By Neal Lemery
Social change can come slowly or astonishingly fast. In the blink of an eye, we now have “personal distancing”, quarantine, and the closing down most of our social interactions.
The customary handshake, a greeting, a sign of making a deal, and a goodbye, now seems archaic, certainly out of fashion. Not to mention it is medically unwise. We stand apart in those now rare and cherished social interactions and nod from behind our masks, wave, or simply smile. Touching is forbidden, and getting close is an affront not only to the new social norms, but also to medical science and public health.
Two months ago, I greeted an old friend with an elbow bump, before new public health rules directed an even further separation and changes in how we live in society. Common social interactions at the post office and grocery store include a plastic barrier and markings on the floor between us. The barista at the drive-through coffee kiosk and I chat behind our masks and gloves. Still friendly, still neighborly, but distant, removed from the full connection experience I really want.
Not every culture shakes hands as a greeting and a sign of friendship and camaraderie. In Roman and medieval times, a handshake was a sign of peace, as we carried swords in our right hands. Romans actually felt each other’s sleeves, as men would hide daggers there if they meant to do harm.
Other cultures rely instead on polite bows, nods, and smiles, or by placing our palms together and bowing. In some cultures, only men shake hands. Various fraternal organizations have ritualized handshaking. Boy Scouts use a left-handed shake (which, in ancient times, meant you had to put down your shield).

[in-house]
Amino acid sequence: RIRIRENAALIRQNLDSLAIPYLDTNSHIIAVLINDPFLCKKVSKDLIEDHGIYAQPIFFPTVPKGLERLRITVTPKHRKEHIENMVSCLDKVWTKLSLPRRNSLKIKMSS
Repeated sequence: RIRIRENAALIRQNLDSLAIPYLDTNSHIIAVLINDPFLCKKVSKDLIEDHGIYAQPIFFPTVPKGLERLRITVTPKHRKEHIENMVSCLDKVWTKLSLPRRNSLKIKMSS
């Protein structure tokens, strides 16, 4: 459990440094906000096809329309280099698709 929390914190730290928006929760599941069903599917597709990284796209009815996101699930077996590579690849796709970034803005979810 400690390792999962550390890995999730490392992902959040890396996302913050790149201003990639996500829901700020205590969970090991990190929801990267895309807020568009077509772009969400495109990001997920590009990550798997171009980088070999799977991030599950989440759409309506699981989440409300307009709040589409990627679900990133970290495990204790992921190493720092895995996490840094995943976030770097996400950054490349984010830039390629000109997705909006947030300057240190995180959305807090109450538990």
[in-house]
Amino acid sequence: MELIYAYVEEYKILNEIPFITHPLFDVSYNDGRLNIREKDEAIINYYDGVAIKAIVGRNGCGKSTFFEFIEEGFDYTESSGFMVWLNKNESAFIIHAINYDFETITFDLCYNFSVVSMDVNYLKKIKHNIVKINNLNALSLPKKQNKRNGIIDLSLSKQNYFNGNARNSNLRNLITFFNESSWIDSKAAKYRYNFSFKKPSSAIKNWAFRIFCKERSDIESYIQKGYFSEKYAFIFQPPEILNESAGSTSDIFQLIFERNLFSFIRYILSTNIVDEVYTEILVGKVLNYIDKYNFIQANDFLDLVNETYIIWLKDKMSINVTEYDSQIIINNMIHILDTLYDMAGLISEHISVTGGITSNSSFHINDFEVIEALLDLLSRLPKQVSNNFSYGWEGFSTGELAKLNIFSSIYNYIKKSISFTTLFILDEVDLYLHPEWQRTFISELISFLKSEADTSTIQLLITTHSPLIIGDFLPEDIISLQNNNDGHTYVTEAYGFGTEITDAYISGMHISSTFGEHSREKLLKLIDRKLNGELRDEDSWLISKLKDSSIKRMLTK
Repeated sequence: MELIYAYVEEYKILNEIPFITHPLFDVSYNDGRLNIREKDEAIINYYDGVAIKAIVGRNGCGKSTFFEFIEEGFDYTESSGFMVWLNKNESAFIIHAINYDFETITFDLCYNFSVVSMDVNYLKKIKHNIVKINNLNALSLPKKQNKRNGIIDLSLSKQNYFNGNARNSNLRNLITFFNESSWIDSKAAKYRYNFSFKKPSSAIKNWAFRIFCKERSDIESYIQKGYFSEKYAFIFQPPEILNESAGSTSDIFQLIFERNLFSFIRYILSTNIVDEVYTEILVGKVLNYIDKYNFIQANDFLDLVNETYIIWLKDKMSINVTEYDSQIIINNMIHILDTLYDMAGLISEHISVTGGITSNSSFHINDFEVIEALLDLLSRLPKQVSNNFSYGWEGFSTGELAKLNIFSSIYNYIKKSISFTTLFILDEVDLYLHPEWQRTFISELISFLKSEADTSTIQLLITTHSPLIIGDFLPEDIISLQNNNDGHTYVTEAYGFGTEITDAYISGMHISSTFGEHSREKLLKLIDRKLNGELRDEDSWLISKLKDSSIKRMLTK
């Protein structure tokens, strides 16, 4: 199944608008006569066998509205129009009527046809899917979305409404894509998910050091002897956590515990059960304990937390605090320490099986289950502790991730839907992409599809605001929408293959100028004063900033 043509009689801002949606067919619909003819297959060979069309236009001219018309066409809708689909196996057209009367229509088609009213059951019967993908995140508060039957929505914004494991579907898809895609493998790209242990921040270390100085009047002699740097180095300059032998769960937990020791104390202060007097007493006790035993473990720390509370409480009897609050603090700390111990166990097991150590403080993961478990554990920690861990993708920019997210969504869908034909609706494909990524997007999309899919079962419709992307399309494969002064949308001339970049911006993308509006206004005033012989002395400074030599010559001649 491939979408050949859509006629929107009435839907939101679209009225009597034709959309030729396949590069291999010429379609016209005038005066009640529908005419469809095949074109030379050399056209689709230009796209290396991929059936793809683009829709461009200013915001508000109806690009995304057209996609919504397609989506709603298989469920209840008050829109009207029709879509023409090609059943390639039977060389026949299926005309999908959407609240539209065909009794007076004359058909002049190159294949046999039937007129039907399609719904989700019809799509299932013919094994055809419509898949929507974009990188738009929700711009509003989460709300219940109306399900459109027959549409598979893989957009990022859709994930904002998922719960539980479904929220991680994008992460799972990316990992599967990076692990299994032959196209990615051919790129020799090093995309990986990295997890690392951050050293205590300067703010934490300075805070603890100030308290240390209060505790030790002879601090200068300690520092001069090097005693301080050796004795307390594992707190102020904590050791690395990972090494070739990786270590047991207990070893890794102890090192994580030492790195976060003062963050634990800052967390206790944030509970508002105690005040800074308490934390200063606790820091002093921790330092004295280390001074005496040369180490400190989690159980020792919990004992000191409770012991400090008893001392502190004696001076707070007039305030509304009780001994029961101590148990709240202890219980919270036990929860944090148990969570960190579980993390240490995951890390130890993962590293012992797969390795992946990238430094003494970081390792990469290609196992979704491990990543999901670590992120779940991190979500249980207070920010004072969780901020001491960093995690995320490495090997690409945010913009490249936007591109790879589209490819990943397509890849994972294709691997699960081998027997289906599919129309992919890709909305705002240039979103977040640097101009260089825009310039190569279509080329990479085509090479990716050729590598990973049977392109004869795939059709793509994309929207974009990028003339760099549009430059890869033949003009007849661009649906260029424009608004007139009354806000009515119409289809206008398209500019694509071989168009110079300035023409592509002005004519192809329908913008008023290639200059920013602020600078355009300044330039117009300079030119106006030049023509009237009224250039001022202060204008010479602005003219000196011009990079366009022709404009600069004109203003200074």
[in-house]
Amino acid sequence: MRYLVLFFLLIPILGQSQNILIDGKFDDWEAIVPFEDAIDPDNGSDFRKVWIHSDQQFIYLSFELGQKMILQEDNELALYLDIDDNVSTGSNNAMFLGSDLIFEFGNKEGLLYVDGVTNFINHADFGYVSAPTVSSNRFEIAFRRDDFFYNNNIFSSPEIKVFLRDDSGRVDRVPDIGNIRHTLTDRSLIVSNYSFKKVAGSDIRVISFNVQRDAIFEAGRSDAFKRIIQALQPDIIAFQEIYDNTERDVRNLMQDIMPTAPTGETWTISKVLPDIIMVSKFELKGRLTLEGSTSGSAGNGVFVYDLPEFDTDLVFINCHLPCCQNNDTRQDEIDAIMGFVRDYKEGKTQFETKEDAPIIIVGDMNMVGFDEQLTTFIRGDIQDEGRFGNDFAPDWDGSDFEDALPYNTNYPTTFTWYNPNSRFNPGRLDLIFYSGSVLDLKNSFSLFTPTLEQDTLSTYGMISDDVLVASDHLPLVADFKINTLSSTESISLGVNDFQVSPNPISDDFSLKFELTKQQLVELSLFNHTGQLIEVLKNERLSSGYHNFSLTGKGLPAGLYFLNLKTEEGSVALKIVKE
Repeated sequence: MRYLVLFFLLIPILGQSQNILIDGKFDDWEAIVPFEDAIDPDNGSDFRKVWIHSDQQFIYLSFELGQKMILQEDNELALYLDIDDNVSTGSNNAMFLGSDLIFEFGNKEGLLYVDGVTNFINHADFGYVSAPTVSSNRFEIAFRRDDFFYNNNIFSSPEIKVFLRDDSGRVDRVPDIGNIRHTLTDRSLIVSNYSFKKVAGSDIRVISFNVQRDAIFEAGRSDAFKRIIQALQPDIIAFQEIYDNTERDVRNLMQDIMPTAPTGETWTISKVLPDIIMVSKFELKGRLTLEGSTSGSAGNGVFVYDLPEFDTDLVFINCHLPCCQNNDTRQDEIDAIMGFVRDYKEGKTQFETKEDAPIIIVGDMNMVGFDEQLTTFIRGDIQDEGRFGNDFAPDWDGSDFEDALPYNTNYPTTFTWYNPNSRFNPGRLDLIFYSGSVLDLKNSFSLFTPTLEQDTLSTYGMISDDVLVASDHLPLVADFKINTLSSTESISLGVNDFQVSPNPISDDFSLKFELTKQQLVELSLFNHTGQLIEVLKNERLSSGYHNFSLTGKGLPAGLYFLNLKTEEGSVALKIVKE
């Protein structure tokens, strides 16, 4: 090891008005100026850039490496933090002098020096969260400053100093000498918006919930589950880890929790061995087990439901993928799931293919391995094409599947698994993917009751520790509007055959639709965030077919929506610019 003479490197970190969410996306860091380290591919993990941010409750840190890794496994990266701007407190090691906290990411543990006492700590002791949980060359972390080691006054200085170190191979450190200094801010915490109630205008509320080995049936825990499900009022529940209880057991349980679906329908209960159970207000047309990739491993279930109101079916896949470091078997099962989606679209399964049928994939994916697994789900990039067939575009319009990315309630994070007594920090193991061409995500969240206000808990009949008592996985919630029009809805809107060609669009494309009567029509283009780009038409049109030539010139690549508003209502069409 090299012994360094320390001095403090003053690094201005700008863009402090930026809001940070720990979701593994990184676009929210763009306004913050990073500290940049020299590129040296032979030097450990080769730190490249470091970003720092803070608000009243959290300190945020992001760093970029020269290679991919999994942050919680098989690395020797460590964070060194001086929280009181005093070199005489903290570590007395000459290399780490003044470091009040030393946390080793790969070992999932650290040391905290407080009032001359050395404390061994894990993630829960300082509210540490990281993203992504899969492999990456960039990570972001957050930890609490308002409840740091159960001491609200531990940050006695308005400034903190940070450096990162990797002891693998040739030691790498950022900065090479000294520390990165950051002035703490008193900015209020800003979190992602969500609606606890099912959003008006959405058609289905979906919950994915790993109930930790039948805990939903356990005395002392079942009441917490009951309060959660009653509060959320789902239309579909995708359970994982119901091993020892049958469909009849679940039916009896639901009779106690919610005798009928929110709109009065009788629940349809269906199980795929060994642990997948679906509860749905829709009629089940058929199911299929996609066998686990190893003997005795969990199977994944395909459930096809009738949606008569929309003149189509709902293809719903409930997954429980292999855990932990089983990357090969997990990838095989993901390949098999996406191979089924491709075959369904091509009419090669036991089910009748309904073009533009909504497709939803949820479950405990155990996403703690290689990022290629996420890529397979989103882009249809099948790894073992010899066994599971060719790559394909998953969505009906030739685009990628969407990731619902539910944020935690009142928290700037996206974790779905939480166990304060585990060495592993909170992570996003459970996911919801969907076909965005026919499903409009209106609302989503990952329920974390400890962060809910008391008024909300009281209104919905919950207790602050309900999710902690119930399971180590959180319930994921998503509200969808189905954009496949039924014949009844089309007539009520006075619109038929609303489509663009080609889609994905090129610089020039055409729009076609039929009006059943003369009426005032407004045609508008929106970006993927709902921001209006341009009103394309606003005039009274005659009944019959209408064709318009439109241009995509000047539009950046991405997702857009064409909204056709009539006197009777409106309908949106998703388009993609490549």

In some countries, a kiss on the cheek is preferred, or a handshake followed by putting your hand over your heart.
I’m sure that during the Black Plague, the Influenza of 1918, and other pandemics, the shaking of hands was abandoned as a danger to our lives. Yet, the need for human touch and contact revitalized the custom. Will the malicious traits of Covid19 change that thinking, leading us to characterize handshaking as a societal taboo?
Now, I greet friends in the grocery store by a nod behind my mask, with the hope that my eyes can somehow convey my smile. We maintain our personal distancing, yet manage to exchange our news, and the ever more important question of the times, “How are you doing?”
I’ve been having “coffee dates” with friends on my laptop, as we learn the nuances and etiquette of video conferencing. My canceled college reunion became a virtual cocktail party. We laugh and tell stories, but I do miss the chemistry of really being “together”.
Virtual committee and board meetings are more efficient, but I don’t feel that buzz of excitement and common purpose that happens when we are all in the same room. Still, this new virtual reality is saving lives and strengthens our community and the world. I can’t argue against these altruistic humanistic goals. Not shaking hands is a very small act of common action these days.
As our world begins its transition to “opening up”, how will we greet each other? Will the handshake become an anachronism, abandoned in the interest of community health and social well-being?
We should experiment and see what feels right for us, in these times of needing connections and building community spirit. I think I’d vote for the hand over the heart, as we are needing a lot of love about now.